Brady will not be afraid to target any one of his receivers deep if he sees single coverage — especially Tate — but all of his targets are more dangerous in the open field with the ball in their hands than they are over the top. Tight ends Rob Gronkowski and Aaron Hernandez established themselves as red zone threats and have caught eight of Brady's 17 touchdown passes on the season.
New England has been extremely effective in the red zone — they rank 18th in the league in yards per game, but first in scoring — so Indianapolis needs to make sure they finish drives on defense and make the Patriots settle for field goals instead of touchdowns.
Green-Ellis and Woodhead haven't received much in the way of press or fanfare, but they are good at what they're supposed to do in this offense, which is to move the chains, don't cough up the ball, and score when they get a handoff inside the ten-yard line.
Green-Ellis has six rushing touchdowns this season and Woodhead has pitched in two. They are both capable blockers and Woodhead has stepped into the Kevin Faulk role since the Patriots placed Faulk on injured reserve earlier this year.
Although neither back has seen significant action in 2010 — Green-Ellis is starting to establish himself as the lead back, but has not been in that role for most of the year — Woodhead is averaging five yards a carry and Green-Ellis has a 4.2 yard average. New England can run the ball with authority and gain chunks of yards from their running backs, it's just that they tend to average more yards per play when they throw the ball.
If the Colts are able to shut down the short passing game early, look for the Patriots to establish the run and stick with it for the balance of the game, with some play action and long throws from Brady mixed in to keep the defense honest.
Now that Brady does not have a go to option in Moss, his decision making process has been simplified. He simply takes the snap, reads the defense, and throws to whichever option is the most open. The Browns, Jets, and Ravens were able to mix Brady up on several occasions by disguising their tendencies before the snap and moving into an unexpected coverage scheme after the ball was hiked.
Indianapolis has not gone with this strategy on defense and most likely will not on Sunday, especially if Gary Brackett is unable to go after missing practice all week. Pat Angerer did an excellent job filling in for the defense's captain against the Bengals in Week 10, but Brackett's knowledge of Brady and his tendencies and cues will be missed on Sunday. There is no doubt that Brackett has been imparting everything he knows about Brady to Angerer this week, but there is no substitute for actual game experience.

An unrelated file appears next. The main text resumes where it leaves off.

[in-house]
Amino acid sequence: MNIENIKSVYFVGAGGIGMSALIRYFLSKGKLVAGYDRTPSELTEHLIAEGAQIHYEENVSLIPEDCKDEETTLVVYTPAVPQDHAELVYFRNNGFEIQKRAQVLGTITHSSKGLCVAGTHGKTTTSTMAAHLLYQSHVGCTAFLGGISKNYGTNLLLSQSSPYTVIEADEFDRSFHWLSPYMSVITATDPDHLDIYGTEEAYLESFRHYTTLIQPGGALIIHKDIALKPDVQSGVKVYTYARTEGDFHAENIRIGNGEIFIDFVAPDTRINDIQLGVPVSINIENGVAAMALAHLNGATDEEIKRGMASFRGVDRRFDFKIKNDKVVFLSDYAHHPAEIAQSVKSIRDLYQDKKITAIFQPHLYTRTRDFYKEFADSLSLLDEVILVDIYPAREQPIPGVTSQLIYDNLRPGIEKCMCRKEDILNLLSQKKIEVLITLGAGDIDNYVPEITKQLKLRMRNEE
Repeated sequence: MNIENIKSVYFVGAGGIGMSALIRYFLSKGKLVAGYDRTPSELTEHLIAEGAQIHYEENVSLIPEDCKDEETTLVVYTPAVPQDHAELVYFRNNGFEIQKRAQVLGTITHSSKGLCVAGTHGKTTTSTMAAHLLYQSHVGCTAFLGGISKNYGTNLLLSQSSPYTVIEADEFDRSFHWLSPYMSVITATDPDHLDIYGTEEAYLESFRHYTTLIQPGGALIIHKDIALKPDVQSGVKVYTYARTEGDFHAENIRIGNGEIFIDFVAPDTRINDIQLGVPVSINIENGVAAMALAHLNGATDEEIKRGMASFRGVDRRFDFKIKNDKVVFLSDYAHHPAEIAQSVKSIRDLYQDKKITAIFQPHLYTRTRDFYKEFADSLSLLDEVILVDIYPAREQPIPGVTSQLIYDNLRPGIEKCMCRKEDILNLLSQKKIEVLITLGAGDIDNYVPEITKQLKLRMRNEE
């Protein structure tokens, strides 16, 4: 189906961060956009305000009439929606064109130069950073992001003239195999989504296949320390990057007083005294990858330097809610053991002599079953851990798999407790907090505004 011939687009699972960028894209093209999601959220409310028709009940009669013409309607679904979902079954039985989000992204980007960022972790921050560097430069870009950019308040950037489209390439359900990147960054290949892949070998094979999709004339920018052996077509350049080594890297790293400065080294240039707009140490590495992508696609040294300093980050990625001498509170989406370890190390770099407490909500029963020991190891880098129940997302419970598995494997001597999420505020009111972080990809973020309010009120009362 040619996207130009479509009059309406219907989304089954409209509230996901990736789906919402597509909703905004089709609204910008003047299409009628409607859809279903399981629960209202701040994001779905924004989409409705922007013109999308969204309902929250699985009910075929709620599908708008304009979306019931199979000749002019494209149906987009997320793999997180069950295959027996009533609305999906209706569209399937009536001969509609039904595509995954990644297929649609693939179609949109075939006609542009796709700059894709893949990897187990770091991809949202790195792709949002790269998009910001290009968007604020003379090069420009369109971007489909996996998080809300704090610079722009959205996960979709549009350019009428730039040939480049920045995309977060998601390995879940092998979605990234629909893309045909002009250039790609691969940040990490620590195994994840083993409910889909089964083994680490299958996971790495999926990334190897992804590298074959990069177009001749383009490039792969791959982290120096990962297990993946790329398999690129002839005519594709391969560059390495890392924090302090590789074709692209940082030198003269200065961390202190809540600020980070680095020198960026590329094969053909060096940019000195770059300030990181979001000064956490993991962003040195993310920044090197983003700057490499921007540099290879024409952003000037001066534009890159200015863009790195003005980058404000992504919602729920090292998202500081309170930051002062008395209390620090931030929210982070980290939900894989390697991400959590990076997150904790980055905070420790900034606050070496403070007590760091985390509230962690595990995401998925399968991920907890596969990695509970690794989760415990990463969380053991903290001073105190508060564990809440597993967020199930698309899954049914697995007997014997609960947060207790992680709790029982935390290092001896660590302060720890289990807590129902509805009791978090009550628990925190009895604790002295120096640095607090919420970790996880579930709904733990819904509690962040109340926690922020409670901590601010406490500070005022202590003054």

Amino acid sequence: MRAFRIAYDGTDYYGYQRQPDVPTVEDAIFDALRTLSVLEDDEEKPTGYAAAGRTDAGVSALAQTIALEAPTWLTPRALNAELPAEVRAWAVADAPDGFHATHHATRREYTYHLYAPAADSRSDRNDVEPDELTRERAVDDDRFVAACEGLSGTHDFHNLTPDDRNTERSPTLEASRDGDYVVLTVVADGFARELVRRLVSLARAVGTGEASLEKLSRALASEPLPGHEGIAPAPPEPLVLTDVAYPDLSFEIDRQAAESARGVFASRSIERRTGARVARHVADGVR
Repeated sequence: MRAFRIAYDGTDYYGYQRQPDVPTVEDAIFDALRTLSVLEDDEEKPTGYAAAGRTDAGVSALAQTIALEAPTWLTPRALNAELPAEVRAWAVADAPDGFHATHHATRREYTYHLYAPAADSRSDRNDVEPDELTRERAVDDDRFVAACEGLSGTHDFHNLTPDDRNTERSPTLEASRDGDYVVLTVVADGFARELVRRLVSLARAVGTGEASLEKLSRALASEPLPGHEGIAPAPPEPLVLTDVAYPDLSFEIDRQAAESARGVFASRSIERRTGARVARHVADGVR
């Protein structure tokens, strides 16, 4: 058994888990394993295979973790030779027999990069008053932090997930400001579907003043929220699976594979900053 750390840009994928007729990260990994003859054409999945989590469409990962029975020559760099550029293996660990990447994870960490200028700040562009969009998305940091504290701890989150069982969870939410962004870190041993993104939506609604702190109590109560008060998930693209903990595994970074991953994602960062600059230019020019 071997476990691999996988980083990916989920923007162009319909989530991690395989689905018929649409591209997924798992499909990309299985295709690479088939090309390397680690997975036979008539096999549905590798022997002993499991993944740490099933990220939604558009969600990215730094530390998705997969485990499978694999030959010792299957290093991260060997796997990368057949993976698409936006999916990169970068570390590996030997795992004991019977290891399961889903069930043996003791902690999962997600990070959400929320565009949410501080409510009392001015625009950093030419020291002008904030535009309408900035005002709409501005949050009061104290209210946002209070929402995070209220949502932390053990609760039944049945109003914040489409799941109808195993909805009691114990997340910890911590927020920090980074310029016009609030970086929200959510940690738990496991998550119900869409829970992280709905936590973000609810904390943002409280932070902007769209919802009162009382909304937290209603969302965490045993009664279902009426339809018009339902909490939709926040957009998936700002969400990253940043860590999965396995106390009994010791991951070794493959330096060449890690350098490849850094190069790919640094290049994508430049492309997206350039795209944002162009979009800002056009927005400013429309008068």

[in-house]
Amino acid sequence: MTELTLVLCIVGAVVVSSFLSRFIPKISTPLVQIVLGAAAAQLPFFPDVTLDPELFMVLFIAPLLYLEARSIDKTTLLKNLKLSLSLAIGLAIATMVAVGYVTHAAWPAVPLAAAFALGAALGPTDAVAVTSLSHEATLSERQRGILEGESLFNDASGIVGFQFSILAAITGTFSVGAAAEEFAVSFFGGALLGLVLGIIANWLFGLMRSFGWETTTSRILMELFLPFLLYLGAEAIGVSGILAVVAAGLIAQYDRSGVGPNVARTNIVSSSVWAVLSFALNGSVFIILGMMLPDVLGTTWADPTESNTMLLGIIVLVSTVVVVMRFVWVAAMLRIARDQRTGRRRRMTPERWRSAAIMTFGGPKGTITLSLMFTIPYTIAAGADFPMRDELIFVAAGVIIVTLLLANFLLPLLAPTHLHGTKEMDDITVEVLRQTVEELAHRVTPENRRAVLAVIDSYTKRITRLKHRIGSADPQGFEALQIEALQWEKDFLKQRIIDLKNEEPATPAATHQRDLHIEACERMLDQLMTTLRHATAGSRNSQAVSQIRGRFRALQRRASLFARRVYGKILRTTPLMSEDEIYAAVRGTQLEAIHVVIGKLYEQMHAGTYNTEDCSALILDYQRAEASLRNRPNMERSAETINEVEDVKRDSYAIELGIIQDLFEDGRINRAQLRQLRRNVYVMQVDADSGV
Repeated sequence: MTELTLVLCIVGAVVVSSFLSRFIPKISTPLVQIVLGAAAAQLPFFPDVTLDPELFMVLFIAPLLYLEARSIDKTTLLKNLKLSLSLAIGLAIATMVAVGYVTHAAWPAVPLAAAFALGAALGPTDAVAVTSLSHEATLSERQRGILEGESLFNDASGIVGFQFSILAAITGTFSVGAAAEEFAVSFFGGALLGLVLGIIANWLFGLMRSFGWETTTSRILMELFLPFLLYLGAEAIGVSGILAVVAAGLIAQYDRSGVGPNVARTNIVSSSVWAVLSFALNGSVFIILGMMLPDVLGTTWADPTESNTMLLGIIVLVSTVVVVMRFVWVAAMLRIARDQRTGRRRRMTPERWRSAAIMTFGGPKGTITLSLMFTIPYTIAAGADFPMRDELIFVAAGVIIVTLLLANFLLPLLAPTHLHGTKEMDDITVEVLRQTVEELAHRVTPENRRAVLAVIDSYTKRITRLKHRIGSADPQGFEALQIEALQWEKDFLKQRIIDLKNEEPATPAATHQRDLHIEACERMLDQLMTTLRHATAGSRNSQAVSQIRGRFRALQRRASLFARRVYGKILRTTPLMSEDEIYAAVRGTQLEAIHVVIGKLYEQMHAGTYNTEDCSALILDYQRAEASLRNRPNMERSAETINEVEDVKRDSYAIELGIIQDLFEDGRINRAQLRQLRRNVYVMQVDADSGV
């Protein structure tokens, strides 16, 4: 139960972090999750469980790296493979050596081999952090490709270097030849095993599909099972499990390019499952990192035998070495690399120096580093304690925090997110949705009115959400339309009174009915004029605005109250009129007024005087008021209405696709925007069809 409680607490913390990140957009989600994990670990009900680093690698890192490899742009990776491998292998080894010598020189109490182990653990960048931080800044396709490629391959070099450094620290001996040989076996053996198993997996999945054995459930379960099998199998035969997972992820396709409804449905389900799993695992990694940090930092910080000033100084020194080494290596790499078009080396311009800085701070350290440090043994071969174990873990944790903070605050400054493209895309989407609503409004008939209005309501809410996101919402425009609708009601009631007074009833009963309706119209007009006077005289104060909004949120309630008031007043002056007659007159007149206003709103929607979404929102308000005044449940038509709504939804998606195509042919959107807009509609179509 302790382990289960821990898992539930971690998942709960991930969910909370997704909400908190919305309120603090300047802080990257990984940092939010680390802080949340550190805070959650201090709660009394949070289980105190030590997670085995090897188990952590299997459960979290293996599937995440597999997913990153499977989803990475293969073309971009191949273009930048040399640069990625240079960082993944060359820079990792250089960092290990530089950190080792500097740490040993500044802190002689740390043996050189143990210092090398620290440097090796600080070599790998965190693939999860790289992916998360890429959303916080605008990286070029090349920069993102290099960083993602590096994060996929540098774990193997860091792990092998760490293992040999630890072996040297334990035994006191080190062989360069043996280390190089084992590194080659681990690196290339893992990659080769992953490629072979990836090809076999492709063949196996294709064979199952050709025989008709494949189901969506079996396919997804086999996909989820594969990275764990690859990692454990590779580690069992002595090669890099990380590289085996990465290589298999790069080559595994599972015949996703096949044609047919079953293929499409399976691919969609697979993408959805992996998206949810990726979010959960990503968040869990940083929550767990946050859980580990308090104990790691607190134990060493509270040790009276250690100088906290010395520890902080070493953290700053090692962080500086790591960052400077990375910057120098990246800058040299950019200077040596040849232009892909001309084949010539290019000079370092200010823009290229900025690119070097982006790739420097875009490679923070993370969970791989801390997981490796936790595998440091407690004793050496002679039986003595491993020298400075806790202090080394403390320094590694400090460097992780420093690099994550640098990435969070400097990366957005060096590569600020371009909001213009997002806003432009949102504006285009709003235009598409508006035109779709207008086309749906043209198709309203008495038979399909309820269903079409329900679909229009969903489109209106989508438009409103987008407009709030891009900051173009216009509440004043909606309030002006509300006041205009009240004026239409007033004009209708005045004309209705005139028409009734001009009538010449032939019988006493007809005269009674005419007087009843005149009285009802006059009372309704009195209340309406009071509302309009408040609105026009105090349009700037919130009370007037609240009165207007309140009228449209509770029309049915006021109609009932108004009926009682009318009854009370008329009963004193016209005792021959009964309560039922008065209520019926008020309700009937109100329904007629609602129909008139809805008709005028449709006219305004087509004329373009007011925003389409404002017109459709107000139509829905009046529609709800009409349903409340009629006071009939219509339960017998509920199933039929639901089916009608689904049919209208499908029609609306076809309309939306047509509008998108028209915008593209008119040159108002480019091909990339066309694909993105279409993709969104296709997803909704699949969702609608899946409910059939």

Since it is incredibly difficult to outsmart Brady, defenses that have been successful against him — including the Colts at various points throughout the years — have simply out-hustled and out-executed the ten men surrounding Brady. Indianapolis will have to do that through sound tackling, gap discipline, taking good angles to the ball carrier, and covering their responsibilities in their zones. Brady is a confident quarterback, but he does have a history of becoming easily frustrated and lashing out at his offense. If the Colts defenders can frustrate Brady early and often, it will pay off in the second half.
The other way to frustrate Brady is to hit him and sack him within the bounds of the NFL rulebook. Brady has become more susceptible to this since the knee injury that ended his 2008 season, so a furious pass rush in the first and second quarter will lead to mistakes and off target throws by Brady in the third and fourth quarters.
The biggest key, though, to stopping Brady and the potent New England offense is through execution. When the Colts have executed well on defense, they have been able to contain Brady. When they start to take too many chances or have missed too many tackles or assignments, he has worn them down and made them pay.